Hi Linda (Good Evening!), Hey, that is a torrent of great names for the cat, and one right at the end of your message too! Inky and Slinky, are both very appropriate, Cardamom has a nice sense of the exotic and mysterious about it, which she can be. I will trial them all, and see what happens!

No food and "too much energy"! The weather here makes me feel like having a large roast dinner, Christmas pudding with some brandy on top, and having a good sleep!

Hugs to you too!

ang said...

far out peter thats the first culprit i thought of those white tails are sneaky, hope you got it all checked out and are fine now...and what a great rip fixing the kiln lid turned out to be..stay well and keep warm..cheers ang

ang said...

heheh that should read trip!

Peter said...

Hi Ang,
Good to hear from you. Of course I should have thought of it before, but you have white tails on your side of the Tasman, and will probably know all about them. Still don't know if the strange spider found near the scene of the crime afterwards was the culprit, or if he was a fellow victim of the menace that attacked me! I made an attempt to getting things checked out the day after the bite, but couldn't find anyone at our Doctor's rooms at the time, and decided, as I hadn't actually died overnight, I would probably get better again and could save myself the cost of a non essential trip to the doc! Anyway, the kiln lid sorter trip (rip) was really great little break thanks to the kindness of friends, and a good chance to see some pots by other people.

Angie said...

I dont think I could cope living some where that had dangerous spiders ...thankfully you are recovering now.
You seem to have had a wonderful time away sorting your kiln out ....I do a little stamping on my layouts and cards too.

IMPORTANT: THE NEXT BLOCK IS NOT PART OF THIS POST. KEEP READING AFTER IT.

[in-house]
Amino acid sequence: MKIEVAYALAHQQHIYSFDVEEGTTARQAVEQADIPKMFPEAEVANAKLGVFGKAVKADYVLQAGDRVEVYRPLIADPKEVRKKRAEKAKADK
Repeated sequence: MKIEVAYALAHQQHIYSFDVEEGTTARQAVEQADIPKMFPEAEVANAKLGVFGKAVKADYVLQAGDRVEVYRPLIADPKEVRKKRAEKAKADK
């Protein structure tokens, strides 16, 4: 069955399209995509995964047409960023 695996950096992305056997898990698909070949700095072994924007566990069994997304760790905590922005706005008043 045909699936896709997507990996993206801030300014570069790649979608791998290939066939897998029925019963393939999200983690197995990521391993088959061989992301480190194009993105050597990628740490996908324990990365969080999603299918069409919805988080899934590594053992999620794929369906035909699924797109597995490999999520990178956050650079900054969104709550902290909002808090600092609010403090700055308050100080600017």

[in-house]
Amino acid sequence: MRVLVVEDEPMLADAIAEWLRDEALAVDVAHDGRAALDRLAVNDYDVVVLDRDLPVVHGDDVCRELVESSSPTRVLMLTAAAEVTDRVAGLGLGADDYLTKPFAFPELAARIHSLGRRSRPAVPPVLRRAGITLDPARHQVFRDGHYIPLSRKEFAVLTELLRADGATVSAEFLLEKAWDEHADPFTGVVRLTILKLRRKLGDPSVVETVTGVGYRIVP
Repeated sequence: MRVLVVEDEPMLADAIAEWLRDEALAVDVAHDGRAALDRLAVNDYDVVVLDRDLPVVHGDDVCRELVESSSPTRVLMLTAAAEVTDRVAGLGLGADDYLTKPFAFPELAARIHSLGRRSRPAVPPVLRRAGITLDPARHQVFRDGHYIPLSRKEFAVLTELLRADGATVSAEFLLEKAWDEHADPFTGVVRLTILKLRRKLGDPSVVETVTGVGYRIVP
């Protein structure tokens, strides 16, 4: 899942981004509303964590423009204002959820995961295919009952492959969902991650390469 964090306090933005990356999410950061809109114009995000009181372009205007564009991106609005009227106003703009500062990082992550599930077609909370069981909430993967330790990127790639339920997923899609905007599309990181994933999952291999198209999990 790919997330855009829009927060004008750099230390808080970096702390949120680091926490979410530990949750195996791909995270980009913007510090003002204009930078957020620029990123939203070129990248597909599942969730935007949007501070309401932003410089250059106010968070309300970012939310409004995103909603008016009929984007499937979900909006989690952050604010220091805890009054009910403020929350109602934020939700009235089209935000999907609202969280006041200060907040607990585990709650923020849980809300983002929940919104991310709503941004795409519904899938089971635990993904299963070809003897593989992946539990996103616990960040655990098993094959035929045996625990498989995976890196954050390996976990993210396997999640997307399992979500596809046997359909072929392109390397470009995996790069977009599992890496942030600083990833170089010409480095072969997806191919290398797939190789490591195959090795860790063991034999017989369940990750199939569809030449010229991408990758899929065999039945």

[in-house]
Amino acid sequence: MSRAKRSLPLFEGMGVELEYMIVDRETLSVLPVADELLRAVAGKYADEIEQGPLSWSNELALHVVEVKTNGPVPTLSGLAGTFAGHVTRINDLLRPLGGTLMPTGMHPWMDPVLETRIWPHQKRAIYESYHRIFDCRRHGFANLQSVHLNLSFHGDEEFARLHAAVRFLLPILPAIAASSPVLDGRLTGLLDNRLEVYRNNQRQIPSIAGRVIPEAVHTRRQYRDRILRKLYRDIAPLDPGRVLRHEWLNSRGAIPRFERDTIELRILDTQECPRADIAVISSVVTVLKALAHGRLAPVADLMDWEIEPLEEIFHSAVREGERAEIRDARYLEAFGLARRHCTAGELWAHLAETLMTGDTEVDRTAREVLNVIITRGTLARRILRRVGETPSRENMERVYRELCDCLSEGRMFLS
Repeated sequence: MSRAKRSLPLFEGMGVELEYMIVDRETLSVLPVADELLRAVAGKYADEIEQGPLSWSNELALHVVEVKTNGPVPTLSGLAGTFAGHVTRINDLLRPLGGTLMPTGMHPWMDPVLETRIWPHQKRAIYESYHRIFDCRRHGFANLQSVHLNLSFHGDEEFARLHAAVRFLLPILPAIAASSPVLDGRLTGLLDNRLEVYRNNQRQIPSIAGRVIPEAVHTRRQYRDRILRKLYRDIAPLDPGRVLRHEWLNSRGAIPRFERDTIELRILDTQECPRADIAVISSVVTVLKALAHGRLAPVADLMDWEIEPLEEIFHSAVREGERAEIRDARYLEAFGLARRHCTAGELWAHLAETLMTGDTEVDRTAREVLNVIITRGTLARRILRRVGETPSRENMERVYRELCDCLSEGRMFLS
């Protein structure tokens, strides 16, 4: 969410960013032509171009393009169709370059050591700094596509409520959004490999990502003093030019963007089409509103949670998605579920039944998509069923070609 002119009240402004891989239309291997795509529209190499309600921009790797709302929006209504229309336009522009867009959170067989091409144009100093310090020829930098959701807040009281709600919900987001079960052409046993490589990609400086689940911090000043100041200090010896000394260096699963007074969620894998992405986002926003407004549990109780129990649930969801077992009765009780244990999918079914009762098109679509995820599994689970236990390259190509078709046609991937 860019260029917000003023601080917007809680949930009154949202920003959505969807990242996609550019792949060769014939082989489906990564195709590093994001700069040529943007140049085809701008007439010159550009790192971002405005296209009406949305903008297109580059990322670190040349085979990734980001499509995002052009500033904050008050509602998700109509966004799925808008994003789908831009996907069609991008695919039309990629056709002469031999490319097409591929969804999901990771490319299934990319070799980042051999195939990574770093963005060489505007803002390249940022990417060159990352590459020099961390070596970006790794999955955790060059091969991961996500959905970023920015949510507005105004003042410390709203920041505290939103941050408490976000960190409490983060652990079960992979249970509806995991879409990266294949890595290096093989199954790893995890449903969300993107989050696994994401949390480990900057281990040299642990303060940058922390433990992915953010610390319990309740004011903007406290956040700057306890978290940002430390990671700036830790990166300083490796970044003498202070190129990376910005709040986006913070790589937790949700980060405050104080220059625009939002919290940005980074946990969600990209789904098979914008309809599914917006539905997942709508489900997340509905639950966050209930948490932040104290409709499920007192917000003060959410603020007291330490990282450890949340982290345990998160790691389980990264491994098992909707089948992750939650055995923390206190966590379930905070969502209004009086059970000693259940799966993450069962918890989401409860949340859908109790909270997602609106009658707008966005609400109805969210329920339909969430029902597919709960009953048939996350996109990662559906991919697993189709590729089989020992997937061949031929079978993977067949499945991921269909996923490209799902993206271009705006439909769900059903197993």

Love that reflection photo.
Now ...whats in a name? Why not just call her Kitty? ...or how about Prudence? we have ....Buffy Willow Felix Mika Rosie Honey Nahla Misty Sayba Sid Madison China Bilbo Wanda Pheobie Lucky Smudge and Marvella ...quite a mix ....feel free to use any if you feel they might fit.xx

Armelle said...

Hi................. Peter,
I hope you are better now, despite the spider bite, as Angie, I will not be able to live in such a dangerous place.
And as Patty, I love the reflection photo, and the gum tree also, of course I enjoy Bevin's pots. The shape is beautiful and the (wood-fired skin ?) too. Even if I am not able to speak a good english, I enjoy your poetic way of writing and if you dont go to another trip, I wait for another post soon.
Think about light therapy lamp, it would be fine for people and cats !!! She looks like Miko, my cat, with these white-footed, so you could call her Mika ???

Wish you the SUN

Peter said...

Hello Angie,
Lovely to hear from you. Goodness, that is a splendid effort with cat names! I think that should keep us going for a few years! Funny enough, "Kitty" is a name that is already used a lot for her, especially by Laura, it is one that is easy to say quickly and repeatedly.
Fear not, it is rare to meet up with a dangerous spider down here, which is partly why it was a puzzle for me to have fallen victim to one. xx

Hi Armelle,
Very little danger here really from things that bite. We have no snakes, and no scorpions, and are cats are domestic ones!

I was wondering about a light therapy lamp, I know they are popular in places that have long, dark winters. The good news is that the sun has shown his face today which helps a great deal!

I do like the name Mika very much, and it would be fun to think of your Miko too.

I'll let Bevin know that you enjoyed his pots.

As to cat names, we will have to see. We will keep trying them out, and see which of them stays!

Happy Potting on that Beautiful Island in the Sea! P.

cindy shake said...